The project files “main.cpp” and “function.cpp” are compiled.

Step 5: Check Executable Files

For checking the executable files, run the “ls” command:

As you can see, object files (function.o and main.o) and executable file “output” are created. 

Step 6: Run Target (Executable) File

Run the target (executable) file and check the results. For this purpose, run this command:


The sum of two numbers (2, 3) is printed on the screen as expected. 

Updating the Source File

Assume, you want to update any of the source files. Let’s update the addition values from “2, 3” to “7, 5”. For this, open your “main.cpp” file and change the n1 and n2 values:

Once the values are updated, save the file and exit from the editor by pressing “Ctrl+X”.

Run the “make” command to recompile the project:


The source code files “main.cpp” and “function.cpp” are recompiled.

Run the executable file “output” to check the results:


The sum of “7,5” numbers 12 is printed.

Examples of make Commands with Different Flags

The make command comes with various flags to be utilized. Here are a few examples that are using those flags.

Example 1: How to Remove Object Files Using make Command?

When the project is compiled, the extra object files are created. If you want to remove these files, you can use the “clean” flag and define it in the “makefile” file.

Let’s check extra files in our directory by running the “ls”:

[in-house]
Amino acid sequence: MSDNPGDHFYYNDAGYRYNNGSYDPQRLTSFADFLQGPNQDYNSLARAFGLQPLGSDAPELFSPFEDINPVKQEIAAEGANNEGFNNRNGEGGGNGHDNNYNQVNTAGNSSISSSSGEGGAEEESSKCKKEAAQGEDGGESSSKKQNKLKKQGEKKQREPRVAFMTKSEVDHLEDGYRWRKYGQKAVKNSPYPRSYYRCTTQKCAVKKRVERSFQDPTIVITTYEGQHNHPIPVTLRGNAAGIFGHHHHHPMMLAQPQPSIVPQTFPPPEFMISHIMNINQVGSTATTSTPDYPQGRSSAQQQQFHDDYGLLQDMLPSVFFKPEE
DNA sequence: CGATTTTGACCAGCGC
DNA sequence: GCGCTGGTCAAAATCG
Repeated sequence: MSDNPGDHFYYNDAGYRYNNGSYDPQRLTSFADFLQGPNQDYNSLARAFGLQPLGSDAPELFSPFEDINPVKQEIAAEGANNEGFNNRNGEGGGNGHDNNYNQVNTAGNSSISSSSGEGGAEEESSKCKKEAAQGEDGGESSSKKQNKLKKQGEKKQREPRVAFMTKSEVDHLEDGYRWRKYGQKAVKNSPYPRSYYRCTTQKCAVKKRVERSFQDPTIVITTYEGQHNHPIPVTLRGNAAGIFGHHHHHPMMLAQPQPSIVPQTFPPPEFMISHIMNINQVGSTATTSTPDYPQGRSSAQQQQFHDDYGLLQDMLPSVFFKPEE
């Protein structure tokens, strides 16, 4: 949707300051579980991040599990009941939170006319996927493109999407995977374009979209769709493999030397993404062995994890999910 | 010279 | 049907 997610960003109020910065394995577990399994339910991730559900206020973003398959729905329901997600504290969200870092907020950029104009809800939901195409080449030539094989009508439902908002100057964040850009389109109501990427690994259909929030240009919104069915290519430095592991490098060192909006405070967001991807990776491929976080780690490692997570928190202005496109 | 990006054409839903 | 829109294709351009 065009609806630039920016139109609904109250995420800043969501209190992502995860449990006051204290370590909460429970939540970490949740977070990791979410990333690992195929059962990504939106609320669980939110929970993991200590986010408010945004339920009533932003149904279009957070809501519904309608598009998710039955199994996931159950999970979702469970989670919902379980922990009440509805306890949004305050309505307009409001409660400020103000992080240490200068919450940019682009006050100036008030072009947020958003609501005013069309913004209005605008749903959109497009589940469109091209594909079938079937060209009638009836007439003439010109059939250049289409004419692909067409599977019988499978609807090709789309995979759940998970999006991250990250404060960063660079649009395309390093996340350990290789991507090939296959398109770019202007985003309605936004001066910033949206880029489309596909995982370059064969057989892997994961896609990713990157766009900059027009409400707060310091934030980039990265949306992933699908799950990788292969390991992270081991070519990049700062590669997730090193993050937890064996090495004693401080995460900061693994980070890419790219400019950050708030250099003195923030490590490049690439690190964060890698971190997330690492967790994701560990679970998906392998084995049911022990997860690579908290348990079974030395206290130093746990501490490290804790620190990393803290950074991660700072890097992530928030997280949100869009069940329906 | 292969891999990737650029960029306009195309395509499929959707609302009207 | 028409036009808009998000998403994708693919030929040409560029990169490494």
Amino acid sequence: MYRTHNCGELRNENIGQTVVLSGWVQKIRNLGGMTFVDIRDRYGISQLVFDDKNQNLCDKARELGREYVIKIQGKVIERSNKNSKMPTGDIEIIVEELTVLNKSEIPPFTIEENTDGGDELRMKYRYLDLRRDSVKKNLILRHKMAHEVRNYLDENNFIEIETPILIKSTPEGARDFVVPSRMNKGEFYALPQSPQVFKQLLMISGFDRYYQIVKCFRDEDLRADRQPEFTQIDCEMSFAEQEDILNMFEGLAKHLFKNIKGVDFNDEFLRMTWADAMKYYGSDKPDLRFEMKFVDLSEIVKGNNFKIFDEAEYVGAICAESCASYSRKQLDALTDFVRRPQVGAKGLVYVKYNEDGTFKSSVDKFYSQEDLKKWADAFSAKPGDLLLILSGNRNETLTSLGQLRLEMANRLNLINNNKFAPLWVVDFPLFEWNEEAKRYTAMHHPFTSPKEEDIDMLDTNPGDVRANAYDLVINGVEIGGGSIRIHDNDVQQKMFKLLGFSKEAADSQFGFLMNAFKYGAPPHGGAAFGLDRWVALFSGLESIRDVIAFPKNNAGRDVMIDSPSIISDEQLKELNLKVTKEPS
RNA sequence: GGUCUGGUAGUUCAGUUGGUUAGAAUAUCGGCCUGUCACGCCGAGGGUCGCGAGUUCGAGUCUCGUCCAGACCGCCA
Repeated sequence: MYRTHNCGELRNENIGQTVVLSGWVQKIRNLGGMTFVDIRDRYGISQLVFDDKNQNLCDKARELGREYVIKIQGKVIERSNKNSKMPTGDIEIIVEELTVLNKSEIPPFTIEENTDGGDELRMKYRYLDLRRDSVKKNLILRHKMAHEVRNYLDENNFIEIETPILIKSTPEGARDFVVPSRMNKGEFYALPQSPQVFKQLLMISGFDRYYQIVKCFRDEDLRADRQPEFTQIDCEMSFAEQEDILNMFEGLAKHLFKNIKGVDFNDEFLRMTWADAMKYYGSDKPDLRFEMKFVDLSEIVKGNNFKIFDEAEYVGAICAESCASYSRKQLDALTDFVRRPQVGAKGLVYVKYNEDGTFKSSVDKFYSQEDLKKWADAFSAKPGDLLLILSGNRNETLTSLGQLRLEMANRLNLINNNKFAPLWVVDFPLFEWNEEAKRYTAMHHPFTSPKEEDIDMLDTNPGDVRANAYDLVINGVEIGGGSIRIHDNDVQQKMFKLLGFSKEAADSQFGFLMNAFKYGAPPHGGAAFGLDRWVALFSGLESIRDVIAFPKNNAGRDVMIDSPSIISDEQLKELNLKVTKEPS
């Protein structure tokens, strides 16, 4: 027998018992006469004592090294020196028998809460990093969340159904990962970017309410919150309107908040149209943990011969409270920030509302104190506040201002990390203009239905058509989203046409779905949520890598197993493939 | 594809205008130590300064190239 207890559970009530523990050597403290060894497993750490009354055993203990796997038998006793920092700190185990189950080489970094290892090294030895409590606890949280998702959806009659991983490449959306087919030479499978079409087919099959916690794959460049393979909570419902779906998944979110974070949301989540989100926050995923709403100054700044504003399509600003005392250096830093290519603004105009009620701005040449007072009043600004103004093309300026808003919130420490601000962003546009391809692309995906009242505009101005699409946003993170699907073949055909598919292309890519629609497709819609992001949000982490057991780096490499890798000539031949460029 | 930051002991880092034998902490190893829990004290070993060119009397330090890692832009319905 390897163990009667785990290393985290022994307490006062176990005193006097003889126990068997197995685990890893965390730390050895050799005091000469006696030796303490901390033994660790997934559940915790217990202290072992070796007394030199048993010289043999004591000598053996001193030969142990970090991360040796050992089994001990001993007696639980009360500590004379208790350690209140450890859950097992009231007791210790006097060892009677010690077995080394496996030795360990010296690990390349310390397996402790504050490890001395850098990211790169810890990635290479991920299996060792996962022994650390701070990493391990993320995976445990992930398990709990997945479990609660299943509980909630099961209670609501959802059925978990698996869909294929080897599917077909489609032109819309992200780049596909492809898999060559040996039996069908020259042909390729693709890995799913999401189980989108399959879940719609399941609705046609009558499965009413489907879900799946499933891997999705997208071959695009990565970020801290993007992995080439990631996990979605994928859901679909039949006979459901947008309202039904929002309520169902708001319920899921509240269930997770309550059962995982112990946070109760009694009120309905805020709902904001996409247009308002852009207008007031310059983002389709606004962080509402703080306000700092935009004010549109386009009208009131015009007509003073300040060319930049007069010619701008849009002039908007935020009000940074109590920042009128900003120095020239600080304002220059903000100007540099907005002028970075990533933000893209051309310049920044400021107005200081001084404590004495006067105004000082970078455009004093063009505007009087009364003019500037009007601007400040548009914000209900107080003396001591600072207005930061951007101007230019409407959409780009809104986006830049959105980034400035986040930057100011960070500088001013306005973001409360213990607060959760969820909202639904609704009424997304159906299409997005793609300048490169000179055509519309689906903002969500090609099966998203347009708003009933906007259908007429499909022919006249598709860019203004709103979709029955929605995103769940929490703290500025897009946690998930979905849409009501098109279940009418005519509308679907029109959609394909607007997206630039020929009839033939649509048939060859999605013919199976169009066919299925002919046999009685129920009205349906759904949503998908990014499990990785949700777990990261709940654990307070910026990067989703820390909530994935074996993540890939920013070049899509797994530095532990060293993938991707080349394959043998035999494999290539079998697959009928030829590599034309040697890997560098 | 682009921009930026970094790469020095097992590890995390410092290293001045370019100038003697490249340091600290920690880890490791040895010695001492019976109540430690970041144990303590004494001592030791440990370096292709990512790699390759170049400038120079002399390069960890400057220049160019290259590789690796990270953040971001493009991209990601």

You will see that we’ve two object files “function.o” and “main.o”.

For removing the object files, write the following instructions in your “makefile” file. It will delete all files having the extension “.o”:

        rm *.o

Once done, save the file by pressing “Ctrl+O” and exit from the editor using “Ctrl+X”.

Afterward, run the “make clean” command and check whether the files are deleted using the “ls”:

make clean

As you can see, abject files “function.o” and “main.o” are deleted.

Example 2: How to Run make Command in Debugging Mode?

If you want to run the make command in the debugging mode, use the “-d” flag. Debugging mode is particularly useful in scenarios when the user wants to troubleshoot or view the mistakes:

make -d

The make command is running in the debugging mode.

Example 3: How to Execute make Command Silently?

For running the make command silently such as do not print the execution of the command, use the “-s” flag:

make -s

It can be observed that the make command has compiled the source code in silent mode.

Example 4: How to Trace the Disposition of Each Target?

If you want to trace the disposition of each target such as the execution of each file with names, utilize the “–trace” flag:

make --trace

Example 5: How to Ignore Errors in the Source Code?

If there’s any error in your source code but you still want to run it by ignoring the error, put the “-i” flag with the make command:

make -i

Note: Often, most of the users face errors like “make: *** No rule to make target”. If that is the case in your scenario, reach out to our dedicated guide on (Fix) make: *** No rule to make target for assistance.

Ending Tutorial

In this tutorial, we have seen the working of the make command Linux for compiling the source code of the projects. For compiling the source code, the set of instructions is defined in the “makefile” file. Additionally, the make command has various flags for different kinds of outputs such as “clean” for removing object files, and “-s” for running the make command silently. For detailed knowledge, look at the above tutorial.